Friday, July 15, 2005

1269 Does blogging hurt or help your political party?

The Daily Kos is the most popular left wing blog out there, creating a family feel among its regular readers (I've looked at it a few times, but don't read it.) Numbers of visits for political blogs slid after the election in 2004, but the Kos followers are on the increase. Left wing blogging is much more popular than left wing talk radio, which can't seem to find its voice.

"Indeed, there is little doubt that the habitués of the Daily Kos, like their hated cousins who read popular conservative blogs such as Power Line and Little Green Footballs, live in very different worlds than their friends and neighbors. Blog readers are typically voracious gatherers of news. They not only simply know who people such as Ann Coulter are, they usually have strong opinions about these minor public figures, too. This is an unusual trait. After all, while Ann Coulter may be a polarizing firebrand beloved by her supporters and loathed by her detractors, when it comes to fame she's hardly Madonna." Dean Barnett on the rise of the left wing blogger

The problem as Barnett sees it is that party bigwigs are kowtowing to The Kos and trying to get on his front page. Even though most Americans still don't know what a blog is and don't read them, Democrats are adopting (according to Barnett) the shrill, hyper-reporting of the key blogs. Dick Durbin looked like a complete idiot with his comments about Gitmo being a Gulag, and the US being as bad as the Nazis, Soviets and PolPot, but the left wing bloggers embraced him. Barnett sees the party's affinity with these left wing screamers and screeders as bad for Democrats.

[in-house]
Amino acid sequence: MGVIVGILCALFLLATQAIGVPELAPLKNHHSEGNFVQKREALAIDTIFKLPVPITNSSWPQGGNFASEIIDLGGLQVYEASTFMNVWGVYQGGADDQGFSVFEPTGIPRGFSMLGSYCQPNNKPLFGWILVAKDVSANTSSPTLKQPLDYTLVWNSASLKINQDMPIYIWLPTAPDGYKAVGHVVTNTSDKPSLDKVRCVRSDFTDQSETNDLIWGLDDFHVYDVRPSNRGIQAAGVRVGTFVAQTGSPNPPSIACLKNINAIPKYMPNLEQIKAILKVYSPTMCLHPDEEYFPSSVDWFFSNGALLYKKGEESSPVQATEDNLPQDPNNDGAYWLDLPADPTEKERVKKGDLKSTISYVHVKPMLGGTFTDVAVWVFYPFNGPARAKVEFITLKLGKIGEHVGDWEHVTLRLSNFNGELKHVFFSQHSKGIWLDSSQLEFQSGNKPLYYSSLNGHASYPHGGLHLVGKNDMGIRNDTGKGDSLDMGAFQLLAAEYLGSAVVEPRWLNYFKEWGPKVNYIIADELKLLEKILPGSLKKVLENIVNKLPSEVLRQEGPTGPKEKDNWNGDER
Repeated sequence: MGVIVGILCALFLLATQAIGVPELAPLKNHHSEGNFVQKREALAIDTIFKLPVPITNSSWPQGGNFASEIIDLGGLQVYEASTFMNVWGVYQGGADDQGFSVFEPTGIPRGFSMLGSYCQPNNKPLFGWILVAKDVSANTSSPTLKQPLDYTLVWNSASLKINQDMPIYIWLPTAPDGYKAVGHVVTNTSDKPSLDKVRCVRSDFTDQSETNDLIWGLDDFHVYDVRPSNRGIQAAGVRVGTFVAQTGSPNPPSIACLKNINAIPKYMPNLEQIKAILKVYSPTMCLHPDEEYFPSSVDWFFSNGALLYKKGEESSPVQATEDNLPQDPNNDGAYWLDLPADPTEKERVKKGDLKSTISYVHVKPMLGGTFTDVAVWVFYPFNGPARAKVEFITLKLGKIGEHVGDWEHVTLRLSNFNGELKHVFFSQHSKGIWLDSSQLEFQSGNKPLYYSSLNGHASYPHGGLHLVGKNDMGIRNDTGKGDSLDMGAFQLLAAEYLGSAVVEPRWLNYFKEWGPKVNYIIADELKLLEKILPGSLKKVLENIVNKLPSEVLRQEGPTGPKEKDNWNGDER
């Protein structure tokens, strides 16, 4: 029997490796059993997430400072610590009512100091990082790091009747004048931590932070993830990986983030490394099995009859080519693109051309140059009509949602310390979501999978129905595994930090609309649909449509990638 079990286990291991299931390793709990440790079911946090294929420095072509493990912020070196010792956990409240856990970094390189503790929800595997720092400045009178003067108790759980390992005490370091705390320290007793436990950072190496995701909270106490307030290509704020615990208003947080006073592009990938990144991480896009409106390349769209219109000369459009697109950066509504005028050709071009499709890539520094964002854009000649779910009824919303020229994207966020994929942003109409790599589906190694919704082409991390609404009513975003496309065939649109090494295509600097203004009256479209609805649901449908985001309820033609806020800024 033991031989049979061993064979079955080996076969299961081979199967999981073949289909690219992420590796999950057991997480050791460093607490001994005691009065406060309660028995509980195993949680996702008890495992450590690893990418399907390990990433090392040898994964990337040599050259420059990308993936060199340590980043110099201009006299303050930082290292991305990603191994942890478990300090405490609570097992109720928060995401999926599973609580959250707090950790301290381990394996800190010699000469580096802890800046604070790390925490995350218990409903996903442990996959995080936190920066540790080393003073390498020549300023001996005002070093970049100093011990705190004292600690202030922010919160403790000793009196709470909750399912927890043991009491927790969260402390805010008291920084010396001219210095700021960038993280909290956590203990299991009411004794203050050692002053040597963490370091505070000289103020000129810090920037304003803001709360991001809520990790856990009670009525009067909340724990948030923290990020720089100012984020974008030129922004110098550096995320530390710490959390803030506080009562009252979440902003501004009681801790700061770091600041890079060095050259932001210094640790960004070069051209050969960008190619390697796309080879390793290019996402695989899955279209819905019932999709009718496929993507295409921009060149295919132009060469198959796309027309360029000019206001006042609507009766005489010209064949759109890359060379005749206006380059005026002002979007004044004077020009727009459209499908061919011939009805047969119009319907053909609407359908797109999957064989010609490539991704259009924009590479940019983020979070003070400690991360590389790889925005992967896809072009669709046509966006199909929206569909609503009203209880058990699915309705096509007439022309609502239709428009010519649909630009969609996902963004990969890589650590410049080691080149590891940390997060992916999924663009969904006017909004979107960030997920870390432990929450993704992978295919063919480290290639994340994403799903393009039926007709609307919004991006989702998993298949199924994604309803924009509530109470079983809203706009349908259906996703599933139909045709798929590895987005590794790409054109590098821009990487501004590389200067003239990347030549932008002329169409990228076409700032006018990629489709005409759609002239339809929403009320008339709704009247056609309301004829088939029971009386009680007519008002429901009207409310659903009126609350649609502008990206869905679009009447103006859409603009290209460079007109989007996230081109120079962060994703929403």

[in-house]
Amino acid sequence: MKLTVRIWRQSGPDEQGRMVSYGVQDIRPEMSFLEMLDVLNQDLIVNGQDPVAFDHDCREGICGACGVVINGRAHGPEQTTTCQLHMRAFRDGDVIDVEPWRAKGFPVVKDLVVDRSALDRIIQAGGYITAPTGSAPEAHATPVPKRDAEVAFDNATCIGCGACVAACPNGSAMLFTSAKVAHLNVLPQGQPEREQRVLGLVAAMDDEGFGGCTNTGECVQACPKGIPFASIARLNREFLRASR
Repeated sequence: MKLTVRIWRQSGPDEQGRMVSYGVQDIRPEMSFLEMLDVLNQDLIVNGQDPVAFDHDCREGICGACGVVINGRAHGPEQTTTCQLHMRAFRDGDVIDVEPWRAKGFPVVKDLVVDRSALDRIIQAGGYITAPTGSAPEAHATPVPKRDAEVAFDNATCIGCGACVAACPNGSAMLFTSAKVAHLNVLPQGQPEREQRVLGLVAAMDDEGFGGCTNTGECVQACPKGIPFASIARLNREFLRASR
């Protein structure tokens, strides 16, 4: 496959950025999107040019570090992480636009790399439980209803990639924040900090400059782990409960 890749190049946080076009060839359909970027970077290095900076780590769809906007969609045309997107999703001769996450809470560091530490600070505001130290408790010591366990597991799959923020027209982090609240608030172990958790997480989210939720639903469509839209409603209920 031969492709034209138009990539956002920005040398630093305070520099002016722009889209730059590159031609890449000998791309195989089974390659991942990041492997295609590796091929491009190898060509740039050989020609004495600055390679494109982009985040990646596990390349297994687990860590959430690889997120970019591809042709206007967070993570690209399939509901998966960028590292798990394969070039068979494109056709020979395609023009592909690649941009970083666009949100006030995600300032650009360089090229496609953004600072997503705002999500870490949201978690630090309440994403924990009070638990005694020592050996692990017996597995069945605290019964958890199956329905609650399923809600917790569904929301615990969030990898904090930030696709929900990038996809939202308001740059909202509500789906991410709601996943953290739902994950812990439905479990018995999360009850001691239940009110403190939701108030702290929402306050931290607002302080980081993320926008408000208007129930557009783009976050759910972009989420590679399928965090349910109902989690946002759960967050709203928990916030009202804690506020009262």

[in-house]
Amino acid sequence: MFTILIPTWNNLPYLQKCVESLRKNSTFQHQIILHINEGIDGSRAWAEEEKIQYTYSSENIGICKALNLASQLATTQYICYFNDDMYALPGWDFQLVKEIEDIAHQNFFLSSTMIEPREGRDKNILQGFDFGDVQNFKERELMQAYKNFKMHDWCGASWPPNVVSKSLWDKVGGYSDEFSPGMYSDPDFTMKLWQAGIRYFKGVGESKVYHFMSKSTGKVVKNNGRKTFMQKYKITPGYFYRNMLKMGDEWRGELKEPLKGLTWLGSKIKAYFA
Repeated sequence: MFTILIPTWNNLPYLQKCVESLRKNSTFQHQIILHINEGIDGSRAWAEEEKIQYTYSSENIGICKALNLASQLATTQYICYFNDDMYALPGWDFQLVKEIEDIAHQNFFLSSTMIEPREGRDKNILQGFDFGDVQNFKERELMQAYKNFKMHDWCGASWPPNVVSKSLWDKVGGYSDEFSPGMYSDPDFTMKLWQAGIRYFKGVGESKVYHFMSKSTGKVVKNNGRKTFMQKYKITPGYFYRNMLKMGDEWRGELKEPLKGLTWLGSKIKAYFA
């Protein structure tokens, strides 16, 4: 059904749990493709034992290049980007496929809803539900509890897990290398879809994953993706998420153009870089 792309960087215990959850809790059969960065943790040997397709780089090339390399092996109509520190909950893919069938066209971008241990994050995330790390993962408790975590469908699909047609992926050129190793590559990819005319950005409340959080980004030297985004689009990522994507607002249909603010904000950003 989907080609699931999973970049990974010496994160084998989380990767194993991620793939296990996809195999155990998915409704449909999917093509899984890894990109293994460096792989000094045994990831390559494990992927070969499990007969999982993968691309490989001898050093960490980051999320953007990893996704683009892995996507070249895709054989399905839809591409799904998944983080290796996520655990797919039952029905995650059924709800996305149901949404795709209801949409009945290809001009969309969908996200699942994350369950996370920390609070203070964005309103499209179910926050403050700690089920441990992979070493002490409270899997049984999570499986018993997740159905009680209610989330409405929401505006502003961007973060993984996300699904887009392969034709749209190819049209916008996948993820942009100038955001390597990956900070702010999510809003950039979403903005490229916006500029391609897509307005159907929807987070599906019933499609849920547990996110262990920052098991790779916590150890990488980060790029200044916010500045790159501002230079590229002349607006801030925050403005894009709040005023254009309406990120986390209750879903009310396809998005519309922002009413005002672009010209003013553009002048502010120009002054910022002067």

Well, maybe it is sour grapes. I've never heard of Barnett's blog until his article appeared in Weekly Standard. His site meter isn't public and his comments aren't enabled. Who knows if people who hunch over keyboards several hours a day sending memos to complete strangers will get out and ring door bells or work the phone banks or even run for office. Hugh Hewitt seems to think the blog is the next BIG thing in communication and has written a whole book on its growing influence.

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